FpgaC

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FpgaC
Developer John Bass
Appeared in 2005
Stable release 1.0.Beta-2
Influenced by C Programming Language, Streams-C
OS FPGA and related embedded processors
License BSD
Website FpgaC Homepage


FpgaC is a compiler for a subset of the C programming language, which produces digital circuits that will execute the compiled programs. The circuits may use FPGAs or CPLDs as the target processor for reconfigurable computing, or even ASICs for dedicated applications. FpgaC's goal is to be an efficient High Level Language (HLL) for reconfigurable computing, rather than a Hardware Description Language (HDL) for building efficient custom hardware circuits.

History[edit]

The historical roots of FpgaC are in the Transmogrifier C 3.1 (TMCC) HDL, a 1996 BSD licensed Open source offering from University of Toronto. TMCC is one of the first FPGA C compilers, with work starting in 1994 and presented at IEEE's FCCM95. This predated the evolution from the Handel language to Handel-C work done shortly afterward at Oxford University Computing Laboratory.

TMCC was renamed FpgaC for the initial SourceForge project release, with syntax modifications to start the evolution to ANSI C. Later development has removed all explicit HDL syntax from the language, and increased the subset of C supported. By capitalizing on ANSI C C99 extensions, the same functionality is now available by inference rather than non-standard language extensions. This shift away from non-standard HDL extensions was influenced in part by Streams-C from Los Alamos National Laboratory (now available commercially as Impulse C).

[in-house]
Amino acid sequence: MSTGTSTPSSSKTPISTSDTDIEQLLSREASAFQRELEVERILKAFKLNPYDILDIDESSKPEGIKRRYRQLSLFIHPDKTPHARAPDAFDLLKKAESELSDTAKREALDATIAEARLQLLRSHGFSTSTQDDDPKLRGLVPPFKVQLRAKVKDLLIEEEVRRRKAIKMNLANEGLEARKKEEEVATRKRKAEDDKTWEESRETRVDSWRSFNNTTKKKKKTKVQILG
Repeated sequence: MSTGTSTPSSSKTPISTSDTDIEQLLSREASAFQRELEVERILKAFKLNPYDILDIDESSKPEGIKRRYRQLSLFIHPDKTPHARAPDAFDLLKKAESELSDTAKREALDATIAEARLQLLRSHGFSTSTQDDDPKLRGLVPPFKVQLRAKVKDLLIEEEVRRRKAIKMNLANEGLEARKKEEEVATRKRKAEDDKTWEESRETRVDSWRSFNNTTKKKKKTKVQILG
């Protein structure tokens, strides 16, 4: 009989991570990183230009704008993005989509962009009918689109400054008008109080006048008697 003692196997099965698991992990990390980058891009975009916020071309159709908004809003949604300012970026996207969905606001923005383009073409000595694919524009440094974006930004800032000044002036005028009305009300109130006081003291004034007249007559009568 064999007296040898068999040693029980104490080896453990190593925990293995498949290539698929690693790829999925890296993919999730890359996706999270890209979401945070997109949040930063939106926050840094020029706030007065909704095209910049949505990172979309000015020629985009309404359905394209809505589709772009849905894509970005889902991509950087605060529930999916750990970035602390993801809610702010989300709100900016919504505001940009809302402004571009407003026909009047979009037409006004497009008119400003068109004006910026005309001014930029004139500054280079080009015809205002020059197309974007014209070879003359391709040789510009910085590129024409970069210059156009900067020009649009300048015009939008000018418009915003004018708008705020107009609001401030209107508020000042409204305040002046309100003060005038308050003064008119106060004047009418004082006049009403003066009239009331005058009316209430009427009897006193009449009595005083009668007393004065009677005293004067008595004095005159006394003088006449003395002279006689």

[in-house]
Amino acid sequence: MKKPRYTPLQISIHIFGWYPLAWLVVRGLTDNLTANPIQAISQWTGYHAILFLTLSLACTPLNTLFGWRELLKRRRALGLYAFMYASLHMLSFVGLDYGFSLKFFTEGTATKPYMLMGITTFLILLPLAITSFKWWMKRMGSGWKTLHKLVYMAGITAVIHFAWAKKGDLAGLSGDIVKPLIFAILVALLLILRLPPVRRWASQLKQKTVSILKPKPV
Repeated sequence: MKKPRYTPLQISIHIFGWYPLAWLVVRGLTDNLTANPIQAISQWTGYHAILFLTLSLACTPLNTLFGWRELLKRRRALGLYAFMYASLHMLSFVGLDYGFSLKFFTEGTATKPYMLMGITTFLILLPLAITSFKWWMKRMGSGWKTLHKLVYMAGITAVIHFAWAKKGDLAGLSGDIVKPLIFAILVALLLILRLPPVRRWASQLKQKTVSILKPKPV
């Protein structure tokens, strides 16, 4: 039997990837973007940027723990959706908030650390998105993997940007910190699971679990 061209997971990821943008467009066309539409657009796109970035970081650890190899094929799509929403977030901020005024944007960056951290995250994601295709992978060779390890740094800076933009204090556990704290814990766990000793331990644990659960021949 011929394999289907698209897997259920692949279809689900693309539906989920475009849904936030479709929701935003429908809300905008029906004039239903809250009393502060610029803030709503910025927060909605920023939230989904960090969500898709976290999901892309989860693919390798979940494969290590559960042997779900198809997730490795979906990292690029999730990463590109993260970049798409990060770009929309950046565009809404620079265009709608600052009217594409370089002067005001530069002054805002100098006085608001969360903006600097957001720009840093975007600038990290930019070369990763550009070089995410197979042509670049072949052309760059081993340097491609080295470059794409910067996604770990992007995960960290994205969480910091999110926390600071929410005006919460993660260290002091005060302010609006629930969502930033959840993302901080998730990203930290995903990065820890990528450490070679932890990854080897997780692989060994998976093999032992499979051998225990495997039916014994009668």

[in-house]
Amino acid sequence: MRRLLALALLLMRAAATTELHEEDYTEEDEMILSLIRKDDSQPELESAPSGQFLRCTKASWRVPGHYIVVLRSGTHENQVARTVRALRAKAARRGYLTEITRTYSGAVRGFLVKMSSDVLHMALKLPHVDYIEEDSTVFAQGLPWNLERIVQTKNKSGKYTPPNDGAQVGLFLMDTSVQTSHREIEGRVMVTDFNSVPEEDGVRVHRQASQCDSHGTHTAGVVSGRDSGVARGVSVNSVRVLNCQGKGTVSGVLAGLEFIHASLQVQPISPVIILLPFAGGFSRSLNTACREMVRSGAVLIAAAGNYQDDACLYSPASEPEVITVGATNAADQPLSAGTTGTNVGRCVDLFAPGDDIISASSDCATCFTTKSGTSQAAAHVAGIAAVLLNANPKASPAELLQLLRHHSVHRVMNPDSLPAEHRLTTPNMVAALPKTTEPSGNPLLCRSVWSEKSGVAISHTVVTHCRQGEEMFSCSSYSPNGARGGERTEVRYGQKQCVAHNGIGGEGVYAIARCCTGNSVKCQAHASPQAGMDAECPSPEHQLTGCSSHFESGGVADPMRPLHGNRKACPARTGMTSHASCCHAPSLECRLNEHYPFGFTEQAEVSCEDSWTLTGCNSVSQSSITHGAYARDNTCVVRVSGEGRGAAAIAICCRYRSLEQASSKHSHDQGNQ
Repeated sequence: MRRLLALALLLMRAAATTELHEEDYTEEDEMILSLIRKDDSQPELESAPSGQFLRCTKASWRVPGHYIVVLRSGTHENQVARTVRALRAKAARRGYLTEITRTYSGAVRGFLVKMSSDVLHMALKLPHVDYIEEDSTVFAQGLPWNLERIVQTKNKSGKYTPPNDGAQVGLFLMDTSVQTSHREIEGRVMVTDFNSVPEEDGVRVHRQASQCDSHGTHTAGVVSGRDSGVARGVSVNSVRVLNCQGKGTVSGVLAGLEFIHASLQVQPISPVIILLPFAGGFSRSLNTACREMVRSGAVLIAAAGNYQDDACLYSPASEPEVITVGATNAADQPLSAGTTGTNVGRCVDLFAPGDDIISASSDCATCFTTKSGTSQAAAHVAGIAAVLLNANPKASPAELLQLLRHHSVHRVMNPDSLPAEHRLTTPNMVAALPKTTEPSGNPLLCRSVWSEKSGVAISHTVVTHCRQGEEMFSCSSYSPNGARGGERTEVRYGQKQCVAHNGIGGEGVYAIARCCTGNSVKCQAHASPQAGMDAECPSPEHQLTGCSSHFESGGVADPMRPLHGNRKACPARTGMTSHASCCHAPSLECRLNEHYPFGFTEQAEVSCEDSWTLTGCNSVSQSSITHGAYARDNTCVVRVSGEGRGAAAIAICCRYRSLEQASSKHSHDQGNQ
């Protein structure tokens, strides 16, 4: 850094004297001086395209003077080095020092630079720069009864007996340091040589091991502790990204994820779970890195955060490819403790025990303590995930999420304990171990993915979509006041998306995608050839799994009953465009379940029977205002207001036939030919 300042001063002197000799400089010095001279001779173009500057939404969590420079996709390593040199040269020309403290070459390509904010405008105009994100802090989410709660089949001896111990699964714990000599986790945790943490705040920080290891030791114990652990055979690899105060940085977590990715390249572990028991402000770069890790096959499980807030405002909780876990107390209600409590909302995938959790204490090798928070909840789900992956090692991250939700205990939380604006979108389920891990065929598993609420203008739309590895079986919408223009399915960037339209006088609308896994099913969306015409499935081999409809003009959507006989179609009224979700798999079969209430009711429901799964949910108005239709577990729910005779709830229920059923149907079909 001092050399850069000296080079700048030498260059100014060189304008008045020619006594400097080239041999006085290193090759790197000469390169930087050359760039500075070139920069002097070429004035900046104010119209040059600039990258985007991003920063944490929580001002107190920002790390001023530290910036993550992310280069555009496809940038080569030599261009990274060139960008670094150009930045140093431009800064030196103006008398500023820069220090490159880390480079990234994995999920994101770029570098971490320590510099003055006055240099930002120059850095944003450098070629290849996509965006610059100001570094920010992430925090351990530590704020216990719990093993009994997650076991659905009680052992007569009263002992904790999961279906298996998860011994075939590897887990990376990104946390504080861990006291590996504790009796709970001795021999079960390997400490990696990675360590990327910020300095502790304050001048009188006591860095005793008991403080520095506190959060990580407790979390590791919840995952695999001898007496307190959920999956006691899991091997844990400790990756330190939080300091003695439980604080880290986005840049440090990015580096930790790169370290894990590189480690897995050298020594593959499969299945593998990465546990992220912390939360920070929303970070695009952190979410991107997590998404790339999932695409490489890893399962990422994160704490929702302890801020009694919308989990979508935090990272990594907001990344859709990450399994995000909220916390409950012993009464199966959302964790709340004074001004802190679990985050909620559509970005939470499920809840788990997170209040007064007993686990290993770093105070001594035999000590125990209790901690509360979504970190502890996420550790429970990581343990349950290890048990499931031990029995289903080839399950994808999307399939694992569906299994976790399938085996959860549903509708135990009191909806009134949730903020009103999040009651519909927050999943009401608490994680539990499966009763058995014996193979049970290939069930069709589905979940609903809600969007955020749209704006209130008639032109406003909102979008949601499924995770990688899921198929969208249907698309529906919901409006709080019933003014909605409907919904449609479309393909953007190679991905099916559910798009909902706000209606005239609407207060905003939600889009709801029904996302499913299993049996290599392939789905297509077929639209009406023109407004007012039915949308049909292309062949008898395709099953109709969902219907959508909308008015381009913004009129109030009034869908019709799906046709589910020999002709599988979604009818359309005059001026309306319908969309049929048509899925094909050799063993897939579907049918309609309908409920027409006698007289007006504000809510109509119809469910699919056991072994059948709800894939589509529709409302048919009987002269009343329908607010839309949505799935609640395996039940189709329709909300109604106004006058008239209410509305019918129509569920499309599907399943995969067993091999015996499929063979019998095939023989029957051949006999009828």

In the years that have followed, compiling ANSI C for execution as FPGA circuits has become a main stream technology. Commercial FPGA C compilers are available from multiple vendors, and ANSI C based System Level Tools have gone mainstream for system description and simulation languages. FPGA based Reconfigurable Computing offerings from industry leaders like Altera, Silicon Graphics, Seymour Cray's SRC Computers, and Xilinx have capitalized on two decades of government and university reconfigurable computing research.

External links[edit]